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Ikoma, T. , Masuda, K. , Rheem, C. K. , Maeda, H. , and Watanabe, Y. , 2012, “ Primary Conversion Efficiency of OWC Type WECs Installed on a Large Floating Structure,” ASME Paper No. OMAE2012-83337.

Figures

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Fig. 1

Conceptual illustration of an OWC type WEC with PWs

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Fig. 2

Coordinate system: SH—hull surface, SF—free water surface, SFA—free surface of OWC, and SB—sea bottom

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Fig. 3

Experimental model plan and setup system: (a) horizontal plan and (b) section plan (unit: mm)

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Fig. 4

Comparison of mean water levels

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Fig. 5

Comparison of air pressure

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Fig. 6

Comparison of efficiency of primary conversion

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Fig. 7

Comparison of primary efficiency of OWC models in head seas with or without PWs attached (0 deg)

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Fig. 8

Comparison of primary efficiency of OWC models in oblique waves of 45 deg with or without PWs attached

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Fig. 9

Comparison of primary efficiency of OWC models in beam seas (90 deg) with or without PWs attached

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Fig. 10

Model setup for calculations in shallower water: (a) horizontal plan and (b) section plan (unit: mm)

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Fig. 11

Variation of primary conversion efficiency due to length of PWs

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Fig. 12

Effect of damping coefficient αs on efficiency with LP = 7 m

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Fig. 13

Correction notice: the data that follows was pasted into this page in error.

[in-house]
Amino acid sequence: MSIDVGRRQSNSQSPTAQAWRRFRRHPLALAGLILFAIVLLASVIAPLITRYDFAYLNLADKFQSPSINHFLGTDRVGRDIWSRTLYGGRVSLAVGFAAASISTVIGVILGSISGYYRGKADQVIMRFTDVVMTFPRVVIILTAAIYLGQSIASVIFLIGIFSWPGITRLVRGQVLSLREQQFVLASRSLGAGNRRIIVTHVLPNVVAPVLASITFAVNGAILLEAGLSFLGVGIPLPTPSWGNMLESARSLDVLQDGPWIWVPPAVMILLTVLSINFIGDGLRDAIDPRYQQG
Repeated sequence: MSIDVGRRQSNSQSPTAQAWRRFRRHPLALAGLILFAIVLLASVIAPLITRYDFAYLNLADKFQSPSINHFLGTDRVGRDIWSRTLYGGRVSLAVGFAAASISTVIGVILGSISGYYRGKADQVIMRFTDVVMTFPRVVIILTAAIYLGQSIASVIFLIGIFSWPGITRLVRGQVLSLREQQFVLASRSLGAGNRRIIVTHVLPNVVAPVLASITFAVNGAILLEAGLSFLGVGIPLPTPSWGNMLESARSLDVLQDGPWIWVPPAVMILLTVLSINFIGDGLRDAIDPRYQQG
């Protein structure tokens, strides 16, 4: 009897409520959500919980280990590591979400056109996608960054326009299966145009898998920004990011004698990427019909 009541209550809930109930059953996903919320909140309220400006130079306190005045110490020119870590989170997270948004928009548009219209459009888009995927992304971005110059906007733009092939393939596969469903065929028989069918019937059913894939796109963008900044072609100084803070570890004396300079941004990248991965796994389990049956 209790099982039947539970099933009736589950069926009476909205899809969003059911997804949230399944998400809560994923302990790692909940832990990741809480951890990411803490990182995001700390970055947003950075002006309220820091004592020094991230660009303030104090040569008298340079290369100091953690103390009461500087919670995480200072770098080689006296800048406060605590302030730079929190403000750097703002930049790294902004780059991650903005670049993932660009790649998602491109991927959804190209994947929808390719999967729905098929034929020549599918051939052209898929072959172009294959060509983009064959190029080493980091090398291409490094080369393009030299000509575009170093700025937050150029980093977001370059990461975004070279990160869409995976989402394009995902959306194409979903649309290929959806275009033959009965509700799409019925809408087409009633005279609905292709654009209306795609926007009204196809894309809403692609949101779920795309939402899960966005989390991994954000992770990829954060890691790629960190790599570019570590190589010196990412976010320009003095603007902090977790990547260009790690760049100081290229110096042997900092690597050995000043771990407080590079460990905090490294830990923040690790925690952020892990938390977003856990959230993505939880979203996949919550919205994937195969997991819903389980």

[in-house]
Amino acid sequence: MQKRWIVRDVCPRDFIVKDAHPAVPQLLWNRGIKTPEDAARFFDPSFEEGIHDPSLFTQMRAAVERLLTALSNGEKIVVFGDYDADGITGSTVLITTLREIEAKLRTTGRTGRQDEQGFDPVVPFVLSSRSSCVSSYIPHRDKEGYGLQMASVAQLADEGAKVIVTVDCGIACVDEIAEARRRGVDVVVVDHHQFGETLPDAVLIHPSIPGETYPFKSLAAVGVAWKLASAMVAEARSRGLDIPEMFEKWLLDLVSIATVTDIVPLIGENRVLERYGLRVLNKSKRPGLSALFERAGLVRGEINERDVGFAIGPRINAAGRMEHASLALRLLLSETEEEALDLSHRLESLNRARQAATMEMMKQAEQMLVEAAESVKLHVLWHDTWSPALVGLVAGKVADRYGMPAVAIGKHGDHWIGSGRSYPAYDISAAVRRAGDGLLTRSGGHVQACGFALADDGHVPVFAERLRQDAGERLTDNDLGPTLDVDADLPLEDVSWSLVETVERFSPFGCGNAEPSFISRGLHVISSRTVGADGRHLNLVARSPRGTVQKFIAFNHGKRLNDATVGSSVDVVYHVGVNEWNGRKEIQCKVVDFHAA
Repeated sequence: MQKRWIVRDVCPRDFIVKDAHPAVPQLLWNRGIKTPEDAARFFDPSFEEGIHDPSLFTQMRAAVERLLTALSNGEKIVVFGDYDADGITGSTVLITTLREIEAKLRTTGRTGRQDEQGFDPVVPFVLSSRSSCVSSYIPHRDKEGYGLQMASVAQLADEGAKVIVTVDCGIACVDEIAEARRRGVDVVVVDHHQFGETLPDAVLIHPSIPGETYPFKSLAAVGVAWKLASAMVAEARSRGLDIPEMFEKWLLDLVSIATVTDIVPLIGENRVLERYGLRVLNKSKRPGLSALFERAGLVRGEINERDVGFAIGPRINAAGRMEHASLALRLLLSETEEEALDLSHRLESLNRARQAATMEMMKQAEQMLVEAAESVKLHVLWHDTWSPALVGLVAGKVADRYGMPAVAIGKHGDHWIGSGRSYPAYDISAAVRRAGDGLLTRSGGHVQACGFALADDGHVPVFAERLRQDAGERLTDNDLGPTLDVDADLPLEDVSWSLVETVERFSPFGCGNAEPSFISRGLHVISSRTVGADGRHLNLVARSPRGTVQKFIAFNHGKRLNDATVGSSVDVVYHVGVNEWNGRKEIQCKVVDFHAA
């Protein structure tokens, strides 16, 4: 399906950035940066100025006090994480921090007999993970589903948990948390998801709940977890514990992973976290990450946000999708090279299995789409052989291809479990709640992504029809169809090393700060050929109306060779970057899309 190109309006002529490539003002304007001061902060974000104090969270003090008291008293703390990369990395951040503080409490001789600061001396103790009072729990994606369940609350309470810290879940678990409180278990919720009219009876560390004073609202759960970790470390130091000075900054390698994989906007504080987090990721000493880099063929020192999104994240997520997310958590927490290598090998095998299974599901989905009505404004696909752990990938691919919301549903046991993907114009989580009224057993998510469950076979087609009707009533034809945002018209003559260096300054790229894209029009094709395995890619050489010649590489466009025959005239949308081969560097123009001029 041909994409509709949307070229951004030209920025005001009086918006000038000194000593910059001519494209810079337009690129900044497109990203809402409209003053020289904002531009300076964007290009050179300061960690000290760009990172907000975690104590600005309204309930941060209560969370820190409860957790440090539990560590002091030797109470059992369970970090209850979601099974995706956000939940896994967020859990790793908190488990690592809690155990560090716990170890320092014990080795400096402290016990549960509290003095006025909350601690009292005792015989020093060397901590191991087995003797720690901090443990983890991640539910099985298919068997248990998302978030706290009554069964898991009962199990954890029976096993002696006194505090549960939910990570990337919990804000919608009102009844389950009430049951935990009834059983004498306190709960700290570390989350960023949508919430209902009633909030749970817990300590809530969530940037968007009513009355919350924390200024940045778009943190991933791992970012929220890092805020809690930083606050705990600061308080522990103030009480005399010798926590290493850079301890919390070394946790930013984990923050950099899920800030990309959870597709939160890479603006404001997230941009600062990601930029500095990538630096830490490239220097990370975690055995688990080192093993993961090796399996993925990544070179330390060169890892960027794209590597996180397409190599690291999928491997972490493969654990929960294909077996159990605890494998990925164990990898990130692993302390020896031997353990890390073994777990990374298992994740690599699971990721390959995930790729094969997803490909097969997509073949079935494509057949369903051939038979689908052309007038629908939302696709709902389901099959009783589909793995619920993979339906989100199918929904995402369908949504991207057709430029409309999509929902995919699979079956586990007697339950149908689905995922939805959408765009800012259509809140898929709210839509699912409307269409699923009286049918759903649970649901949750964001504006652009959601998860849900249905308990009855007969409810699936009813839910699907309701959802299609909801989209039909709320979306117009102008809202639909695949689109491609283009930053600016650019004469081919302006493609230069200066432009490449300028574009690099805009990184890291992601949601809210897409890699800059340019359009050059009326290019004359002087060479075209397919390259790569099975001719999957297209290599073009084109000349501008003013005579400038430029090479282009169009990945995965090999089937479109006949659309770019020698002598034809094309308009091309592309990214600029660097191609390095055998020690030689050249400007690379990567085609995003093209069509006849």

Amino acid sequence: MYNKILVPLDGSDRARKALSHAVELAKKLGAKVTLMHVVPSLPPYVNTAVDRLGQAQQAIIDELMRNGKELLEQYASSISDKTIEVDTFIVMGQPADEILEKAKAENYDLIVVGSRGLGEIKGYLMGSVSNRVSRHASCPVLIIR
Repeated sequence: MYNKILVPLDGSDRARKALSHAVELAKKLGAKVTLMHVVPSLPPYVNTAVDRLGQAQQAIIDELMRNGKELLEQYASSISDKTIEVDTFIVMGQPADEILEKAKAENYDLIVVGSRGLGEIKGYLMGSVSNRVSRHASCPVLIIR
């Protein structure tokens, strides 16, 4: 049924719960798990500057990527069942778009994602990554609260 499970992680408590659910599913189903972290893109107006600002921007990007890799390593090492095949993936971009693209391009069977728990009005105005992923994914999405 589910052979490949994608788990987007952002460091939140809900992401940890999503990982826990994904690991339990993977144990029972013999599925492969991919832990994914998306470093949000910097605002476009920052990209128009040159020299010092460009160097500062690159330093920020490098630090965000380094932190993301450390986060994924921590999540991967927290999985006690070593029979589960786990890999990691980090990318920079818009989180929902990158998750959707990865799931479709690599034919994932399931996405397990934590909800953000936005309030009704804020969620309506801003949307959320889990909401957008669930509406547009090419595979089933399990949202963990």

Variation of efficiency due to incident wave angle with LP = 7 m

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Fig. 14

Model setup for calculations of model in shallow water with EWs attached

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Fig. 21

Comparison of water elevations at P1 and P2 to time of t seconds in case of PW length of 4.0 m with EW of 3.0 m slit at λ/La = 5

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Fig. 20

Comparison of water elevations at P1 and P2 in case of PW length of 4.0 m with EW of 3.0 m slit at λ/La = 5

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Fig. 19

Variation of water elevation to time of t seconds in case of PW length 7.0 m without EW at λ/La = 5

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Fig. 18

Comparison of water elevations at P1 and P2 in case of PW length of 7.0 m without EW at λ/La = 5

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Fig. 17

Variation of efficiency due to difference of incident wave angle with BS = 3 m

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Fig. 16

Variation of efficiency due to difference of slit width

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Fig. 15

Comparison of efficiency of EWs attached type and not attached type